Kantar Retail will provide a multi-lens and multimedia view of retailing’s future, with an eye toward the major trends impacting the industry in the convenience, beauty and health care space, and the omnichannel arena. It is bringing in an 18-foot video wall for virtual reality. People will be able to look at different possible interior formats showing different ways of merchandising.
“It could be what the inside of a store will look like, and Kantar will give you the rationale for it,” says Perlowski.
Brian Gildenberg, chief knowledge officer at Kantar Retail, says, “Our vision for the future will focus on delighting shoppers in 2025 with an eye toward what they care about and how to meet their retail needs, as well as managing the ‘Store Of The Future,’ demonstrating best-in-class operational and analytic technologies to optimize tomorrow’s supply chain."
Kantar Retail anticipates these key elements to be focus areas of its presentation:
• Consumer 2025 – what a much more diverse consumer will expect from the retail experience.
• The “endless shelf” and ideas on what best-in-class solutions will look like to bring a world of assortment to a small space.
• Convenience Reinvented — what will make the shopping experience faster.
• Demonstrating the technologies/services that will be available to help shoppers identify and treat health conditions.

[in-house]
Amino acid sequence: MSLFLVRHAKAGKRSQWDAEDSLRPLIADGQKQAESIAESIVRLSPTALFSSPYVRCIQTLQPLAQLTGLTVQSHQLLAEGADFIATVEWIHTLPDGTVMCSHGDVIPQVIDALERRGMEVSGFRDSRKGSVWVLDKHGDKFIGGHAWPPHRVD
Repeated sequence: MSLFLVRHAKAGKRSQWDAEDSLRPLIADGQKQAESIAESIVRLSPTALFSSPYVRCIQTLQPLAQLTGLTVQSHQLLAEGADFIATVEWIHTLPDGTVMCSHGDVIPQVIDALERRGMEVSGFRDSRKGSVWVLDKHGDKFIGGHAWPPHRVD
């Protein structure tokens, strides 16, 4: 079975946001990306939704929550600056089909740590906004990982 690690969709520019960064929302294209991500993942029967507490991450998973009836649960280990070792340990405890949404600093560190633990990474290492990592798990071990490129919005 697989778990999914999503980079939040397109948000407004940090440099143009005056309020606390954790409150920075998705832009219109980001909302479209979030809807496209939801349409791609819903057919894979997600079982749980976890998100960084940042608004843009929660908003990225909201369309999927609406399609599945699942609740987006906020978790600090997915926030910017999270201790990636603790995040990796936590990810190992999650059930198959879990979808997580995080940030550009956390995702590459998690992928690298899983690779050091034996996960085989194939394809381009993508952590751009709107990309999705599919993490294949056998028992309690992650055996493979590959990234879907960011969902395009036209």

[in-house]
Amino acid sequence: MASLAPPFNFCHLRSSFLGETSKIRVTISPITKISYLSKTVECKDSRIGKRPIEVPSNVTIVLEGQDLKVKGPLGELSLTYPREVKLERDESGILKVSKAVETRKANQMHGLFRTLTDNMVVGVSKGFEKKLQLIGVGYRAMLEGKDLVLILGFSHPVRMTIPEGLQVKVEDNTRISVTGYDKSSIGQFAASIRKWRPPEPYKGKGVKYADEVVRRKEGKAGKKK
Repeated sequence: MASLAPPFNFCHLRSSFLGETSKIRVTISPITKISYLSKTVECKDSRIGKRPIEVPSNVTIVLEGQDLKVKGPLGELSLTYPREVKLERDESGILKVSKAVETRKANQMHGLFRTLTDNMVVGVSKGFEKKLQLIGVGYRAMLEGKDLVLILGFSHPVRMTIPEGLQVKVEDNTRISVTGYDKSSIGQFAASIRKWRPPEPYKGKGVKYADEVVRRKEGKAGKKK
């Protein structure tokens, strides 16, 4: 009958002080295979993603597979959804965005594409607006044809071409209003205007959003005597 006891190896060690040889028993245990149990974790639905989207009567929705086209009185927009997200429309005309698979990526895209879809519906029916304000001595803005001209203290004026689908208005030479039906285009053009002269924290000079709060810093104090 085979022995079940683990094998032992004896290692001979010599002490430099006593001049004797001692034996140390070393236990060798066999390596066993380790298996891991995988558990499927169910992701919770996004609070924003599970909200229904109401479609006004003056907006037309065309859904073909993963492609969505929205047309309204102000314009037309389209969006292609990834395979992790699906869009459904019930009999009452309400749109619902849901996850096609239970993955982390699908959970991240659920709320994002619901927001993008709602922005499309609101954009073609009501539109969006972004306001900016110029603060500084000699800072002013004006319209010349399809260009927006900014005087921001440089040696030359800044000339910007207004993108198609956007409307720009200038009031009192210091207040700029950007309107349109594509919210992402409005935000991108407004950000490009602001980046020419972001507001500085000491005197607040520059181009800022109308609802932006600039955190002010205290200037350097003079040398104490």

• In-store displays in health and beauty — understanding the future of physical fixtures and how they can help entice incremental purchases and tie to the virtual world.
• In-store automation techniques and how the free flow of information can truly optimize store management and product flow.
• Brainpower — what do the analytic capabilities of retailers and suppliers look like to optimize this complex world?
• The virtual store — how real will the experience be when shoppers are shopping in “nonretail environments?”
As part of Kantar and advertising and public relations firm WPP, Kantar Retail will be using a number of partner companies to bring this vision to life – notably Red Dot Square, experts in virtual reality merchandising, and WPP digital innovation agency Rockfish, which has deep expertise in both consumer-facing technology and retail automation technology platforms.
Companies can proactively call Checkpoint or Kantar to make an appointment, says Perlowski, noting that Checkpoint or Kantar may be calling them.
“It’s flexible, it’s developing,” Whitman says of Vision 2025. “Pieces of it may mean something to some and more to others. The vision piece of it is to stimulate thought processes about how things can work in an individual’s or company’s world.”
He sees the initiative as an extension of the new ideas brought by several companies at last year’s expo in areas such as shelf labeling.
“We’re trying to experiment and show people different possibilities,” he comments. “If you’re looking that far out, the industry is not that defined. We’re not trying to set definitions or limits. Its always going to be evolving.”
NACDS has no defined outcome in mind for the program Whitman stresses. “It’s presenting possibilities of where things are going. Our job is to provide food for thought. It’s not one-size-fits-all.
“You can look at the four walls of today, but every executive is thinking about where the four walls can be tomorrow and that’s where the vision comes in. We’re trying to break the mold. We’re letting people use their imaginations.”
Vision 2025 will be open in conjunction with the show floor, Sunday noon to 5 p.m., Monday 9:30 a.m. to 6 p.m. and Tuesday 8 a.m. to noon.